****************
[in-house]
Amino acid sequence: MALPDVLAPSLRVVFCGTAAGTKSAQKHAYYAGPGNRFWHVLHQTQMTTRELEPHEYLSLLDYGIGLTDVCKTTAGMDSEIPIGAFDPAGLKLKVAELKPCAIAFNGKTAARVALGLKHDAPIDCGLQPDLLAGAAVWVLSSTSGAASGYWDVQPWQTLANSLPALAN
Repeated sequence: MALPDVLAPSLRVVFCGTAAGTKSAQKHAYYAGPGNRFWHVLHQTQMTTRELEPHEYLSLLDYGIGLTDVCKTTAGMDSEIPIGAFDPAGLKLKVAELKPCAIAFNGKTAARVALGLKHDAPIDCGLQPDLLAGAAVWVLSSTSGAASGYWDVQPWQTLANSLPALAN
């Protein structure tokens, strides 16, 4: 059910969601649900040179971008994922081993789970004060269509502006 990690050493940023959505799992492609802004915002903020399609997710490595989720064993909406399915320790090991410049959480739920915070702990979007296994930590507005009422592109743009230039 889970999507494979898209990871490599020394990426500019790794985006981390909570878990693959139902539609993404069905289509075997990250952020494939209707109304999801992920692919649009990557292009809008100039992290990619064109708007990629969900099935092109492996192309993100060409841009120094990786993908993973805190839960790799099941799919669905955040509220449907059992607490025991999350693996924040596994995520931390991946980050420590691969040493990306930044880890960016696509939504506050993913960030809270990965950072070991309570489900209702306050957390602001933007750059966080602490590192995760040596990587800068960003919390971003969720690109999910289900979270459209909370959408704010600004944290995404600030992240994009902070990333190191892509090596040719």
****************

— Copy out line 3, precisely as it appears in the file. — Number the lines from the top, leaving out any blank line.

Repeated sequence: MALPDVLAPSLRVVFCGTAAGTKSAQKHAYYAGPGNRFWHVLHQTQMTTRELEPHEYLSLLDYGIGLTDVCKTTAGMDSEIPIGAFDPAGLKLKVAELKPCAIAFNGKTAARVALGLKHDAPIDCGLQPDLLAGAAVWVLSSTSGAASGYWDVQPWQTLANSLPALAN